Isthmus: Land, people, culture (and a book)

Isthmus: Land, people, culture (and a book)
Isthmus, the multidisciplinary design studio behind public projects as diverse as Auckland’s planned neighbourhood Hobsonville Point, the development of the New Plymouth foreshore, and the extension of Wellington’s Oriental Bay, release 'Coast. Country. Neighbourhood. City.', an immaculate book showcasing a selection of its work on the occasion of the studio's 27th anniversary.

The book, edited by Michael Barrett, features 25 projects, most from the last decade, through it is “not a history” and “not a treatise on design practice”.

Isthmus CEO Ralph Johns says that as much as a public-facing document that showcases the studio’s best work, the book is about distilling everything that's special about the Isthmus attitude and taking advantage of the institutional memories of founders Gavin Lister and David Irwin while they're still fully involved.

“We've still got two founders who are still very much here but we’ve got new ownership and new leadership and we're building a future that will allow us to endure without them,” says Johns. "It's not just 'this is what Isthmus has done', it's about interrogating what we've done, what's special and unique about it, so we can build on what we've done. So I see it as an open book and a platform for building the next 25, 28 years on."

"I hope that people see that there's a mindset and a curiosity and a creativity that joins that work that we do, whatever scale it's at. And that comes down to place, plant, people and culture."

Founded in 1988 by four recent graduates of the landscape architecture school at Lincoln University, Isthmus set up its studio in a garage behind the Remuera Fire Station in Auckland. It wasn’t long until the studio attracted the attention from the New Zealand Institute of Landscape Architects, but not in a good way. As word spread about the new practice, the Institute sent a letter advising the four to disband the studio and get apprenticeships at established firms.

“It's hard to recognise the practice when you look back over 27 years,” Johns says, recalling its first projects of gardens and backyards. “The context and the content of what it was are completely different. The thing that's stayed the same is attitude. The attitude has always been to do stuff that makes a difference, to make New Zealand a better place in terms of the way we live and our relationship to the land."

Johns says that the ambition of the practice has been able to grow along with the public acceptance of the concepts that inspired the founders 27 years ago. "Now lots of people are talking about liveable communities, lots of people are talking about sustainable cities, lots of people are talking about the balance between how we use land, how we live together, and design,” he says. “27 years ago, these things weren't even in the public vocabulary."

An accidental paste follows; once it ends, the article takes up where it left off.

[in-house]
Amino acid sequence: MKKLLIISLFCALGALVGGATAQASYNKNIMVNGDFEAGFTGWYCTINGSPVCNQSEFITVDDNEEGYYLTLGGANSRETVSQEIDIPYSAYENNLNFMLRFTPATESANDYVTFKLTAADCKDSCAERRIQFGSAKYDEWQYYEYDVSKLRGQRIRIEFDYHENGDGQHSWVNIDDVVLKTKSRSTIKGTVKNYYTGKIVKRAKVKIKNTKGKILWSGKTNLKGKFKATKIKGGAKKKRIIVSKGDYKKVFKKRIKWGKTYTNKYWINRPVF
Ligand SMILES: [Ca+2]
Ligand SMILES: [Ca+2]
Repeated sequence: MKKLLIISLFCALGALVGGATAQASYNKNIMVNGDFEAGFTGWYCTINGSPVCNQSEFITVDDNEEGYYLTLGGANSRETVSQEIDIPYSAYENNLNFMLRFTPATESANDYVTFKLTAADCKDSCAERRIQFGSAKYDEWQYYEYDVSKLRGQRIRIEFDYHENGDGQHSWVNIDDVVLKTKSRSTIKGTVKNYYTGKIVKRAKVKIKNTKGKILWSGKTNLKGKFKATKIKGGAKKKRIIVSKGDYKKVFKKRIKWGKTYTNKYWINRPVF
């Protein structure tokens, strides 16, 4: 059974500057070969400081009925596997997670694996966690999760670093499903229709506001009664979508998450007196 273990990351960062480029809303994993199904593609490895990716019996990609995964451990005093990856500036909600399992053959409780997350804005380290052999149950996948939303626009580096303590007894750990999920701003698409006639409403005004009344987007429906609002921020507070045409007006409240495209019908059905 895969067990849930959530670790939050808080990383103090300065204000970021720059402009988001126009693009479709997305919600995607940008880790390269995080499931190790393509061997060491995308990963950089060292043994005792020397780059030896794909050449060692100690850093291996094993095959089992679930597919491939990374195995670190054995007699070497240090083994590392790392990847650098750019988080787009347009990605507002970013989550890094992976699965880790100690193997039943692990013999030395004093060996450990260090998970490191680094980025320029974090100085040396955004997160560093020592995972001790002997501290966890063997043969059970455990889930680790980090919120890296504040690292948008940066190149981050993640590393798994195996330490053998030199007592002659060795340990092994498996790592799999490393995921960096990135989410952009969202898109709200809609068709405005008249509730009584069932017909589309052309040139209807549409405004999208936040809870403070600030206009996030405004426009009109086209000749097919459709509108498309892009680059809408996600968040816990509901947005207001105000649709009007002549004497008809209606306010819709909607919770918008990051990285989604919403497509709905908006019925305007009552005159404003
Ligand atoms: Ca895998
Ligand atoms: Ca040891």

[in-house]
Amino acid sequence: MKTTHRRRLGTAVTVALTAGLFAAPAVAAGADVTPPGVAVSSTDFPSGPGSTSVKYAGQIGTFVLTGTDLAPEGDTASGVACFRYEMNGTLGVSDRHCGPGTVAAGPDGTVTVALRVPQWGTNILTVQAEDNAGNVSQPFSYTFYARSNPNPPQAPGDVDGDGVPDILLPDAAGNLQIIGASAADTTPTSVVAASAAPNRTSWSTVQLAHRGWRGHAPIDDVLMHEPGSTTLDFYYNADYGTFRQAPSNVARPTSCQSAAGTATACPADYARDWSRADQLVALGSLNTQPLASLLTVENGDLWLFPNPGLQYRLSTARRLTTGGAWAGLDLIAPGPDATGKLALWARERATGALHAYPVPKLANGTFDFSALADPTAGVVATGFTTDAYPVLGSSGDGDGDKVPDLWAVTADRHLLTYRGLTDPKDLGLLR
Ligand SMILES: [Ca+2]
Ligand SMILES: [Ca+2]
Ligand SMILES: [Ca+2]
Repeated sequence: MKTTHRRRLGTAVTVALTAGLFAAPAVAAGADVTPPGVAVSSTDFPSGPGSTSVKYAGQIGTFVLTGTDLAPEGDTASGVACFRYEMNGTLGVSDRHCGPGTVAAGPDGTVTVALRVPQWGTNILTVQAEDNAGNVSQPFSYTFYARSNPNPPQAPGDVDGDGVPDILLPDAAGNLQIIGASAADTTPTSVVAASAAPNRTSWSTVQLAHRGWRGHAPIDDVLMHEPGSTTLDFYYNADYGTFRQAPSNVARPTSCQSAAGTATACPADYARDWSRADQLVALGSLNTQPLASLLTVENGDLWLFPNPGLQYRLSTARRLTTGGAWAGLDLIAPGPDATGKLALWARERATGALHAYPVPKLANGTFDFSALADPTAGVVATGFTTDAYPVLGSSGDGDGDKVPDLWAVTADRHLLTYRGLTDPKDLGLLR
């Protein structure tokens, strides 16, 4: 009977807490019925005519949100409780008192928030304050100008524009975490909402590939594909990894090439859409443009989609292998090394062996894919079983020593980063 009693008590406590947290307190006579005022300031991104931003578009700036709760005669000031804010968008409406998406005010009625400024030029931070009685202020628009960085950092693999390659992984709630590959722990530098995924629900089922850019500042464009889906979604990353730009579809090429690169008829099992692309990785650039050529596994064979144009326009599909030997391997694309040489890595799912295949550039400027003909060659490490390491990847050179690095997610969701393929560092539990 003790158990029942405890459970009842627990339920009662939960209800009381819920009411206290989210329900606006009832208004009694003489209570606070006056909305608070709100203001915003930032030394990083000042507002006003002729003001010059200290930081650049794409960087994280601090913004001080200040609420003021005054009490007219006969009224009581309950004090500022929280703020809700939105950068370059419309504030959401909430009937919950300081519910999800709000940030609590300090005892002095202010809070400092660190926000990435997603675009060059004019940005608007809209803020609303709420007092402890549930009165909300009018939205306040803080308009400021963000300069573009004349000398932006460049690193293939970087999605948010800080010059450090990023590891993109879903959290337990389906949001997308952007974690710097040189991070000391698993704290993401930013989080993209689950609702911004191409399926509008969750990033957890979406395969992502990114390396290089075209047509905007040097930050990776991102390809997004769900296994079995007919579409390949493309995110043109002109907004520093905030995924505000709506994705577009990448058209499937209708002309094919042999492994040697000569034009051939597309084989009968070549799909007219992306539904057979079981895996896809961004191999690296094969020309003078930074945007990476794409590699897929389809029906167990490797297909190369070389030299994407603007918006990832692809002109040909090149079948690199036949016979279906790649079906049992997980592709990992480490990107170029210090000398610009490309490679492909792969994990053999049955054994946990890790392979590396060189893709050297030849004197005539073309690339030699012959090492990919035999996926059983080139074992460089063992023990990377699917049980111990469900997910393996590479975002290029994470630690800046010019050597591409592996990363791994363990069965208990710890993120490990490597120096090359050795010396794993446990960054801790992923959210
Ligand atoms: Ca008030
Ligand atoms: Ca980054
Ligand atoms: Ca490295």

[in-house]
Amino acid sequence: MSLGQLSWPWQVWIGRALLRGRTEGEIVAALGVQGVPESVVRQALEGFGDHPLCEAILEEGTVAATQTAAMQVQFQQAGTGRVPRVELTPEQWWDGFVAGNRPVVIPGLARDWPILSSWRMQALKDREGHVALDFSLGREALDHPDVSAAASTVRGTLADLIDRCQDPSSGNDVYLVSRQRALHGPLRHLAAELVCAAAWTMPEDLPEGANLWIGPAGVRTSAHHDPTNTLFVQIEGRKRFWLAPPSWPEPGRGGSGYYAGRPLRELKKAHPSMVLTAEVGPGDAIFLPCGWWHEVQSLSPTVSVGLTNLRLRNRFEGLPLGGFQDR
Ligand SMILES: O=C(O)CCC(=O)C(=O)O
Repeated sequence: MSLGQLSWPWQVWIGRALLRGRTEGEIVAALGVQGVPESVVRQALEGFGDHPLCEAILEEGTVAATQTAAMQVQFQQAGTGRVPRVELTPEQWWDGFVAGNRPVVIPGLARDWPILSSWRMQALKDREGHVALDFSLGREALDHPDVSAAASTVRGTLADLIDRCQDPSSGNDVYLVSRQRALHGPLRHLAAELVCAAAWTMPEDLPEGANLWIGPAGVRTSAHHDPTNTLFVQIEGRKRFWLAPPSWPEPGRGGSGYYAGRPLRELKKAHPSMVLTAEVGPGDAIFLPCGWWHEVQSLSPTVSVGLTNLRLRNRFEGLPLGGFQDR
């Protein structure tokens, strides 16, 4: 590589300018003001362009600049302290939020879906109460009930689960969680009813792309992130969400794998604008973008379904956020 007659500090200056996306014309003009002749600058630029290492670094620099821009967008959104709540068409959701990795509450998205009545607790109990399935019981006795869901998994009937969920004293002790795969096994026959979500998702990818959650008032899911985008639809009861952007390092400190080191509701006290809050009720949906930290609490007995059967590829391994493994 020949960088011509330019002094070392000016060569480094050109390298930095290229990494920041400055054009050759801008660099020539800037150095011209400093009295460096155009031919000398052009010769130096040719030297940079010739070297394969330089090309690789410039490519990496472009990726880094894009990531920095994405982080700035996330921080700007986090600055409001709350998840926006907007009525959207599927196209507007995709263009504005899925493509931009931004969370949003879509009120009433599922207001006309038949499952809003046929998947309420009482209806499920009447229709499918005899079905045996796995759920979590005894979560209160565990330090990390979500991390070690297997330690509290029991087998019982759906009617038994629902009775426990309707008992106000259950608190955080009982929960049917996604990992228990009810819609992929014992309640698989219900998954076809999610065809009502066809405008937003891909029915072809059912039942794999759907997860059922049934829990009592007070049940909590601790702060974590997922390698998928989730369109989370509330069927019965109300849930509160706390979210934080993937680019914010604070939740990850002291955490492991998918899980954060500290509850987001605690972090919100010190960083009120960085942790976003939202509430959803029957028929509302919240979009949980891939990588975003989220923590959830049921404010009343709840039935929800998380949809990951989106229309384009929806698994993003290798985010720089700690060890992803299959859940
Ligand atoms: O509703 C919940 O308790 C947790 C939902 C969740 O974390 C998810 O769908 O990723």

Image: Planning Hobsonville Point

The most prominent example of the studio’s multifaceted approach is Hobsonville Point, a planned development on a West Auckland peninsula, which has been planned by Isthmus in collaboration with the Hobsonville Land Company, a subsidiary of Housing New Zealand.

Isthmus began work on the project ten years ago, when the principles of a neighbourhood planned around pedestrians rather than cars, and a community rather than mere housing, seemed radical.

“Ten years ago, people were questioning whether anybody in their right mind would buy a house in Hobsonville that was a small house on a small section miles out of the city,” says Johns. “But the development model around sustainability and needing to build a community not just build a load of houses has quietly, through design, worked its way into a community that's starting to shape up, and when you hear what people value about it, it's exactly those things that we set out to do from the outset.”

Image: Hobsonville Point

Johns says that while Hobsonville Point offers an example of how modern, thoughtful, design-led development can work, it can only serve as an inspiration, not a template.

“Hobsonville is unique, as they have been able to take a long view,” he says. “In a commercial project, you just get straight in and build houses. On this project, the amenity is put in first, so when the first residents move in there were playgrounds and parks and reserves, there was public artwork, there were proper streets and a there was a cafe, so you're actually moving into a neighbourhood as opposed to moving into a house surrounded by development for the next five years.”

According to Johns, Hobsonville Point’s success is based on a combination of “broad scale land-use planning, government investment, creating a vision at the beginning, and then finding a commercially way of delivering everything.”

And while one new well-designed neighborhood isn’t enough to solve New Zealand’s approaching housing crisis, its design-first approach may help persuade concerned property-owners to soften their NIMBYism.

“We haven't built enough good stuff to change people's perceptions and a lot of it is because we haven't invested in design,” he says. “High density on its own is a positive thing, and as urban designers, we all talk about that, but you have to put more in it to get more out of it. We're in the business of building communities. It's not just about roads, and sections, and houses or apartments. The whole thing, taken as a whole, is what is needed to actually achieve the outcome of a high density, liveable, sustainable, community. And that takes a long time."